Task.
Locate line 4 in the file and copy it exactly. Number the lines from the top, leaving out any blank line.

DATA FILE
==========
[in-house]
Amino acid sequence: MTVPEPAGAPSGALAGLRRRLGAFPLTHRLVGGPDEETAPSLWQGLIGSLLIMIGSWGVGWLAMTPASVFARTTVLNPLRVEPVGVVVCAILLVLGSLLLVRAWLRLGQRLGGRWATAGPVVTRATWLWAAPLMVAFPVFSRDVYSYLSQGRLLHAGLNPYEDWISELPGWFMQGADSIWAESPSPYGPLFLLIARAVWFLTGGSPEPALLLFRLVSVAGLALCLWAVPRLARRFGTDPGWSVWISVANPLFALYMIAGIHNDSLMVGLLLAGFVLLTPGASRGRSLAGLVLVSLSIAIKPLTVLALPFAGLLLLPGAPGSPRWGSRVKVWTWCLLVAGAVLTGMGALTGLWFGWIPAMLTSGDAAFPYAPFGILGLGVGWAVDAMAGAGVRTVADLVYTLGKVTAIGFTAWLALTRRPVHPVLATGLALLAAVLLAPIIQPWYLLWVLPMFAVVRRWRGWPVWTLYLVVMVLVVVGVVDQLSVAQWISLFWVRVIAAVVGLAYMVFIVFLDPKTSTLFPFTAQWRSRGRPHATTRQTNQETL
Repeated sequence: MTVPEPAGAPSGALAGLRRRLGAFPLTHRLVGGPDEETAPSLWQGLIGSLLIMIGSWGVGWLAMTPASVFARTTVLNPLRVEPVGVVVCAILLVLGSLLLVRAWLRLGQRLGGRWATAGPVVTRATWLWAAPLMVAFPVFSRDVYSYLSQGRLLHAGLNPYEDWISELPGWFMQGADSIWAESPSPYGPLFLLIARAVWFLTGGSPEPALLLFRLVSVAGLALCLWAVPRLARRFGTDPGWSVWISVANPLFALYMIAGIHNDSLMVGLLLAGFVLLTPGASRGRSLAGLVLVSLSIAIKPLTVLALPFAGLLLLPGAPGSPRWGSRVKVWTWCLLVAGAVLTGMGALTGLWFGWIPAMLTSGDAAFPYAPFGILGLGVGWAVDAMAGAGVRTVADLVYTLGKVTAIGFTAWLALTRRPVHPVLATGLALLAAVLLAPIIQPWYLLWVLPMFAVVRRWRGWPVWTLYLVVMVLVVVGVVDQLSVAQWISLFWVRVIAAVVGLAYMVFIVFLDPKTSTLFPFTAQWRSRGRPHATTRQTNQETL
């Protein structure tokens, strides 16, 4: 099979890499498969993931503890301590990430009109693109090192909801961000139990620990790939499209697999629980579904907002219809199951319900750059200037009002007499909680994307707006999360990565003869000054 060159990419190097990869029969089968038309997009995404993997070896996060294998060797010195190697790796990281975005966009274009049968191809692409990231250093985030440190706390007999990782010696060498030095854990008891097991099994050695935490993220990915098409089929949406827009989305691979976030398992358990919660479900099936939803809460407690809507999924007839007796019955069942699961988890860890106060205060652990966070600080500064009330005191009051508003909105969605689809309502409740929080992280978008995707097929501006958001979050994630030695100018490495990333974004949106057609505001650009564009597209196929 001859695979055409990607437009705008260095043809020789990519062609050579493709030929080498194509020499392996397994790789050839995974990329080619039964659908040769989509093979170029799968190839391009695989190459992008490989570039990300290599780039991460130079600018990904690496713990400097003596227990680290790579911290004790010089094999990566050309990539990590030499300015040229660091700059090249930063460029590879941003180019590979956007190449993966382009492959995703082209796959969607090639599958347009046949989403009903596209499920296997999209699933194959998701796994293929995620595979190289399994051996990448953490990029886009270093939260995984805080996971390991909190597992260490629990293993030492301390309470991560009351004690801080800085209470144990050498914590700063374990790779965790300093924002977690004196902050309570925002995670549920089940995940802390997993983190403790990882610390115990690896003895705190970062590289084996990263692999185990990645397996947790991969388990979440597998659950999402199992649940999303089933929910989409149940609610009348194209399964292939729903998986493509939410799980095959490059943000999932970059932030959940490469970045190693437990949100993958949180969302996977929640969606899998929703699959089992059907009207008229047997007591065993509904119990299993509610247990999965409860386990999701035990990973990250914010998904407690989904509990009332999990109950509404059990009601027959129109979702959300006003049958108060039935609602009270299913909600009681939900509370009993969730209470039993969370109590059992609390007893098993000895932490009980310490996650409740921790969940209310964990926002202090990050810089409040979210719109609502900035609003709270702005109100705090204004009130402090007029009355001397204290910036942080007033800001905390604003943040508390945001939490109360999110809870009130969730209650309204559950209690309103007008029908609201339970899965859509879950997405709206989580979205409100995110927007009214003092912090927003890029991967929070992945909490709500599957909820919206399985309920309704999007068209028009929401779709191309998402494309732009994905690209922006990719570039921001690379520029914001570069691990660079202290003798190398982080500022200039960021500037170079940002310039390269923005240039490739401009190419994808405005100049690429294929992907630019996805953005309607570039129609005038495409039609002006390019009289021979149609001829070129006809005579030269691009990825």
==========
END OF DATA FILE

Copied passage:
């Protein structure tokens, strides 16, 4: 099979890499498969993931503890301590990430009109693109090192909801961000139990620990790939499209697999629980579904907002219809199951319900750059200037009002007499909680994307707006999360990565003869000054 060159990419190097990869029969089968038309997009995404993997070896996060294998060797010195190697790796990281975005966009274009049968191809692409990231250093985030440190706390007999990782010696060498030095854990008891097991099994050695935490993220990915098409089929949406827009989305691979976030398992358990919660479900099936939803809460407690809507999924007839007796019955069942699961988890860890106060205060652990966070600080500064009330005191009051508003909105969605689809309502409740929080992280978008995707097929501006958001979050994630030695100018490495990333974004949106057609505001650009564009597209196929 001859695979055409990607437009705008260095043809020789990519062609050579493709030929080498194509020499392996397994790789050839995974990329080619039964659908040769989509093979170029799968190839391009695989190459992008490989570039990300290599780039991460130079600018990904690496713990400097003596227990680290790579911290004790010089094999990566050309990539990590030499300015040229660091700059090249930063460029590879941003180019590979956007190449993966382009492959995703082209796959969607090639599958347009046949989403009903596209499920296997999209699933194959998701796994293929995620595979190289399994051996990448953490990029886009270093939260995984805080996971390991909190597992260490629990293993030492301390309470991560009351004690801080800085209470144990050498914590700063374990790779965790300093924002977690004196902050309570925002995670549920089940995940802390997993983190403790990882610390115990690896003895705190970062590289084996990263692999185990990645397996947790991969388990979440597998659950999402199992649940999303089933929910989409149940609610009348194209399964292939729903998986493509939410799980095959490059943000999932970059932030959940490469970045190693437990949100993958949180969302996977929640969606899998929703699959089992059907009207008229047997007591065993509904119990299993509610247990999965409860386990999701035990990973990250914010998904407690989904509990009332999990109950509404059990009601027959129109979702959300006003049958108060039935609602009270299913909600009681939900509370009993969730209470039993969370109590059992609390007893098993000895932490009980310490996650409740921790969940209310964990926002202090990050810089409040979210719109609502900035609003709270702005109100705090204004009130402090007029009355001397204290910036942080007033800001905390604003943040508390945001939490109360999110809870009130969730209650309204559950209690309103007008029908609201339970899965859509879950997405709206989580979205409100995110927007009214003092912090927003890029991967929070992945909490709500599957909820919206399985309920309704999007068209028009929401779709191309998402494309732009994905690209922006990719570039921001690379520029914001570069691990660079202290003798190398982080500022200039960021500037170079940002310039390269923005240039490739401009190419994808405005100049690429294929992907630019996805953005309607570039129609005038495409039609002006390019009289021979149609001829070129006809005579030269691009990825």